“We found that actually, payers like health insurance companies are fairly willing to try this out because addiction, in addition to massive human suffering that it causes, is also a huge economic burden to any health insurance plan or company.”
The insurers also told Gastfriend they knew about the same research that led him to develop DynamiCare, but they never saw a good enough technology to implement it.
Gastfriend says building the technology to pull off the random testing and rewards system has been a challenge, but the biggest obstacle for the startup is finding its place in the complicated, constantly changing US healthcare system.
“In healthcare, you could sell directly to consumers, you could sell to treatment providers like addiction rehabs, you could sell to hospitals, which is a whole different type of treatment provider, you can sell it to the health insurance companies, health plans, which are overseeing all the claims but not providing healthcare correctly, but they control the pocket book,” he says. “You can sell it to employers, because most health insurance in the US is employer sponsored, and because the employer is like the ultimate checkbook, they make the final decisions.”
Also complicating the issue is whether DynamiCare’s system should be an FDA-regulated device, a wellness program, or a treatment provider itself.
“All that is fairly complicated,” Gastfriend says. “It’s hard for a lot of digital health companies to figure out where in that world they fit.”
DynamiCare currently has 15 employees and is up and running at seven treatment centers across the US. Gastfriend declined to share how many people in treatment are using the system. He says the incentives are currently paid by insurers and treatment centers.
Next month, the startup is launching a direct-to-consumer option where people can purchase subscriptions to the service that fund the incentives and also pay for a remotely connected recovery coach, Gastfriend says.
The sobriety rewards app ran into its share of challenges with investors that were skittish about putting money into healthcare due to its complexity and long sales cycles, Gastfriend says. But the idea also generated some pushback from potential users.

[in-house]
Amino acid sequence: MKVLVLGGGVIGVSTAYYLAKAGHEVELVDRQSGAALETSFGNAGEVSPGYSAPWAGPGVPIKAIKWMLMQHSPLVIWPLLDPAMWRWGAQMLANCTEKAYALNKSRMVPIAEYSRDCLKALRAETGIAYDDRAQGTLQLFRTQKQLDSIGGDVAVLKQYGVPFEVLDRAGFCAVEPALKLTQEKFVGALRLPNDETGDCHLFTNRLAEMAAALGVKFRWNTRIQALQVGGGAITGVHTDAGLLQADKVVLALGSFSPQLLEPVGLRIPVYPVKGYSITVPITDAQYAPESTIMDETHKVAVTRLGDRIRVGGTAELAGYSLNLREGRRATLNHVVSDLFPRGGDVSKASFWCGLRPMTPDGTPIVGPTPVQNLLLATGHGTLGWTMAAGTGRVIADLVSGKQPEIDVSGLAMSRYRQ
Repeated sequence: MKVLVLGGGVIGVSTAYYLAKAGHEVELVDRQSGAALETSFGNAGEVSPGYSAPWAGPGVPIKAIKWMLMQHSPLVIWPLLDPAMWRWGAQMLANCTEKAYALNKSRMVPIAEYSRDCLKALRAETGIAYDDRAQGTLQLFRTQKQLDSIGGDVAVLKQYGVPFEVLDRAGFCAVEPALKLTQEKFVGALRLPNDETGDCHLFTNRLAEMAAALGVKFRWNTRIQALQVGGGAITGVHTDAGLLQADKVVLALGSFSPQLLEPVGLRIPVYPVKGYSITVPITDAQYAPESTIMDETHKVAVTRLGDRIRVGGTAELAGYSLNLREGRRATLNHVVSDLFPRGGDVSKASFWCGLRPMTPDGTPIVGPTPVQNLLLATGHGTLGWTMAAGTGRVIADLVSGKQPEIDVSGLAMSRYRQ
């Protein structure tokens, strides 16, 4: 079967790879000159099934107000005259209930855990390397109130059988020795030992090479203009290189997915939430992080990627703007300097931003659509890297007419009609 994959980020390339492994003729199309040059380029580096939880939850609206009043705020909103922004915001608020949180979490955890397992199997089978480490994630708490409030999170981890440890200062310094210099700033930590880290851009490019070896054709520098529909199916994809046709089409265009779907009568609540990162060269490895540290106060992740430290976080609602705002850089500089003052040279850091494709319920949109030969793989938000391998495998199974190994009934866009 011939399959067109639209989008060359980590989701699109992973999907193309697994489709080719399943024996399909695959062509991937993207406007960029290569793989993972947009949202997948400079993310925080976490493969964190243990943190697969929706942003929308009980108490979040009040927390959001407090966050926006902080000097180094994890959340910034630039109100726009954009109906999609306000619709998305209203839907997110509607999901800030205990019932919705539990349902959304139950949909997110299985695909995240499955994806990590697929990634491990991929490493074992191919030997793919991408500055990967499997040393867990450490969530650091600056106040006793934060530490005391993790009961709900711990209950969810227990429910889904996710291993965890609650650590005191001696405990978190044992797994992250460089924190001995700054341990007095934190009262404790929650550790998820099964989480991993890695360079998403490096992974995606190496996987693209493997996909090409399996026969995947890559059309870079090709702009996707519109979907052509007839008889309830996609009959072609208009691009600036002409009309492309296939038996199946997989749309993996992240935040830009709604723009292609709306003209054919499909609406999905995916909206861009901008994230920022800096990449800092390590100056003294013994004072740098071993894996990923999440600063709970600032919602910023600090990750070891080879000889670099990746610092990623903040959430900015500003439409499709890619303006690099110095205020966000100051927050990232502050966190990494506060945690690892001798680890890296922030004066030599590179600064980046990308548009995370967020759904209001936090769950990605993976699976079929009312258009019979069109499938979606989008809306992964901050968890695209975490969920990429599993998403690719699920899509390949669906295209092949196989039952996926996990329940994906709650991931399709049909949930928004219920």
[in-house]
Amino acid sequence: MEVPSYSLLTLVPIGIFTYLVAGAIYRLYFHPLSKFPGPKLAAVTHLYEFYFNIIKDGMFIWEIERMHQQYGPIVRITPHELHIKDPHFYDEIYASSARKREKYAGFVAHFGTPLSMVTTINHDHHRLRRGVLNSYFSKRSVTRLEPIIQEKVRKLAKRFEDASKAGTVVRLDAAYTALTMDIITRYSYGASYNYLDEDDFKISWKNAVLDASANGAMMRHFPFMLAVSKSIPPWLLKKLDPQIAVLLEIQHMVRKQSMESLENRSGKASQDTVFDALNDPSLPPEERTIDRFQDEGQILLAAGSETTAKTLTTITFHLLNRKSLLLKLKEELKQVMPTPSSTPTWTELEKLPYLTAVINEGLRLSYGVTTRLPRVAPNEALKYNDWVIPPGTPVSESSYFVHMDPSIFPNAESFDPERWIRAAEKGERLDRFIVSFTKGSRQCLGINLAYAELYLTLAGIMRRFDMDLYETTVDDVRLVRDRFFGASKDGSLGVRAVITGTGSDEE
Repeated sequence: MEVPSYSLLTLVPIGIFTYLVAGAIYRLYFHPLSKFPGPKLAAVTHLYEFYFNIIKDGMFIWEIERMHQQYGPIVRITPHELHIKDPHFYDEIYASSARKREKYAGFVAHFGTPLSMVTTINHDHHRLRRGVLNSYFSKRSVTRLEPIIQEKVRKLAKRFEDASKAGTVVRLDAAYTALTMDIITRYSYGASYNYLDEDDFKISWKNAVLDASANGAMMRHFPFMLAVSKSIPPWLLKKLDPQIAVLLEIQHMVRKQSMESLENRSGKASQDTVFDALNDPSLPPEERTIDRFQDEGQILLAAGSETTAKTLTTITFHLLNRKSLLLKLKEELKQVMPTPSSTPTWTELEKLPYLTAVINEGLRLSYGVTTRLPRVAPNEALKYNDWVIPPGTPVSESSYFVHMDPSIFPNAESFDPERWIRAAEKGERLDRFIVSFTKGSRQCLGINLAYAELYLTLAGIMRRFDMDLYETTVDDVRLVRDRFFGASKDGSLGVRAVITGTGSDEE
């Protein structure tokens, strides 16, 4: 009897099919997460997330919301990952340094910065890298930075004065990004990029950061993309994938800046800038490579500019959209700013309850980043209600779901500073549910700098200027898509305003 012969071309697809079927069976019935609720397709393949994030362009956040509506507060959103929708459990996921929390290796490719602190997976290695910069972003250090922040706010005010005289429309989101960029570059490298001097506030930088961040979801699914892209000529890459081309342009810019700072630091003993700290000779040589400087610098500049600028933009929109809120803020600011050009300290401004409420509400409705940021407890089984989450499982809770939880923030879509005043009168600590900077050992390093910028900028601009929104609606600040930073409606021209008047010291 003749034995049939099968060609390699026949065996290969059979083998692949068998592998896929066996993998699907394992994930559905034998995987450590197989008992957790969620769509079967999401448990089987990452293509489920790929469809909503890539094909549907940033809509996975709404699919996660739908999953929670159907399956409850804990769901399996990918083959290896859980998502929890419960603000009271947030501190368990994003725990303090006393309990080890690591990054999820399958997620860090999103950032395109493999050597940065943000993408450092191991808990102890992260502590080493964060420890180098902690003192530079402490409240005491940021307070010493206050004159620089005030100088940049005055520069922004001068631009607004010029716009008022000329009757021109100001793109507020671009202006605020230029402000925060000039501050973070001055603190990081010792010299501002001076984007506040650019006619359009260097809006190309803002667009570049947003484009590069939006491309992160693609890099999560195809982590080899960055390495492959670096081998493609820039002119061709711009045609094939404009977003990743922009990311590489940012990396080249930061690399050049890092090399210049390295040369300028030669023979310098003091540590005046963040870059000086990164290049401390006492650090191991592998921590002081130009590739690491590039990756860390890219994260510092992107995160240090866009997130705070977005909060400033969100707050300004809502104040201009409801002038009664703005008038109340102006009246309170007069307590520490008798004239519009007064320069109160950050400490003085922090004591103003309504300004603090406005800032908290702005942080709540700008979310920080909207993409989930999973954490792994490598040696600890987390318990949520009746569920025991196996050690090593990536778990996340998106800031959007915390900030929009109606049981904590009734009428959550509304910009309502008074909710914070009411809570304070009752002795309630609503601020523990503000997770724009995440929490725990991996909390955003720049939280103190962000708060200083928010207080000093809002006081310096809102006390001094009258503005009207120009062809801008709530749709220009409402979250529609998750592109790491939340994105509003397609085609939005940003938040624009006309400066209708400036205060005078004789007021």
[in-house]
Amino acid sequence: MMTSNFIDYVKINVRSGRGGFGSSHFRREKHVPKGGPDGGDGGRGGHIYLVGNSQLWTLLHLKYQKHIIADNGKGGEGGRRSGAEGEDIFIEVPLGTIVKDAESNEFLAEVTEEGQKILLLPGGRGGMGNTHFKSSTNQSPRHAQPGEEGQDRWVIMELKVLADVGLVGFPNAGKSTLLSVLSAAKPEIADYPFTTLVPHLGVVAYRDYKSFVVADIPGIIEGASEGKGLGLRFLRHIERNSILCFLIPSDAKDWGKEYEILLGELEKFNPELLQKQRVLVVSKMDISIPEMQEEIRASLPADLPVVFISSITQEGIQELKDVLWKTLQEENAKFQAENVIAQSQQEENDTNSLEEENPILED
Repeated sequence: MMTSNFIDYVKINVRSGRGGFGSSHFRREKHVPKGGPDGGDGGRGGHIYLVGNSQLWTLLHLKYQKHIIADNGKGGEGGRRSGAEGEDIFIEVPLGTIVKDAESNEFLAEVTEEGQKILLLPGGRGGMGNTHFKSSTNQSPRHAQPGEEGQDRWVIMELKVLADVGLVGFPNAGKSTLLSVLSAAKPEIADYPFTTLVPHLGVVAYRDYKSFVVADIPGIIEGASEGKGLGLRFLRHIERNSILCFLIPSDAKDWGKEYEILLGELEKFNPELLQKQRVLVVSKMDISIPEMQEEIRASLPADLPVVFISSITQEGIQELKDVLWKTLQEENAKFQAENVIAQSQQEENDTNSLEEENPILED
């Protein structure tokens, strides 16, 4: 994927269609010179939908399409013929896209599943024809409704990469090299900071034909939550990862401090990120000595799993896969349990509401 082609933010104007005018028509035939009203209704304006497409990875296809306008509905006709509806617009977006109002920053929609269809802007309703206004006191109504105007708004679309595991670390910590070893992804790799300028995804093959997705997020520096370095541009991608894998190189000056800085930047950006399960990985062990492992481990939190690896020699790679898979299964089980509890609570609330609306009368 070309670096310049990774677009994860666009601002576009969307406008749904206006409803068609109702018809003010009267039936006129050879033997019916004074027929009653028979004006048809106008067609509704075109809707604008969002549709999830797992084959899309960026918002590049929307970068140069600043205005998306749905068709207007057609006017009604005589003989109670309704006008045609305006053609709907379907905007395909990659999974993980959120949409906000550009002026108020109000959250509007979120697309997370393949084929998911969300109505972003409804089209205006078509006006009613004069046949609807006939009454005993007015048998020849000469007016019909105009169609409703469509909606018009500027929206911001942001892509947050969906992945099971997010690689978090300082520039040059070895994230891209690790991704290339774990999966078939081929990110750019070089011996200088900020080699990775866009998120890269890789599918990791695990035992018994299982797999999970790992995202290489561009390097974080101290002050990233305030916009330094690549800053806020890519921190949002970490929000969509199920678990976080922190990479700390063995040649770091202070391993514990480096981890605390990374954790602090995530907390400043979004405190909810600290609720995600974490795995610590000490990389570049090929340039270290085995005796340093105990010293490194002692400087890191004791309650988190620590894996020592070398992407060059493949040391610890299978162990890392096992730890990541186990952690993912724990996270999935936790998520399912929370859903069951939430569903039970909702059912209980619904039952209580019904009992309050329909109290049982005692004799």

“The biggest objection people have is a philosophical one,” he says. “Just against the idea of incentivizing people to stay sober or stay in treatment in general. They’ll say it’s something they should already be doing.”
The chasm between the video game industry and substance abuse treatment is not as wide as it would seem given both video games and drugs speak to the reward system in the brain known as the limbic system, Gastfriend says, adding that comparing the two is more than apt.
“It’s all driven by the limbic system in the brain, kind of like the ‘lizard brain’ or the rewards center, which is pursuing things that feel good, that give you those dopamine bursts, and avoiding pain,” he says. “Video game developers are really good at doing this, and I think there are MRI scan studies that show that video games, when you win, it actually released dopamine in your brain. It’s working on the brain in a similar way that substances do, which is that, everyone knows that substances are bad for you in the long term. But in the short term, the substances have a chemical reaction that leads to a release of dopamine in your brain, which you perceive as reward.”
That “lizard brain” can often win the power struggle between short-term good and long-term good, resulting in addiction that spirals out of control. Gastfriend says DynamiCare tries to hack that system.
He adds: “We’re taking all the long-term benefits of recovery, and putting it into a short term, the immediate gratification that the limbic system can understand.”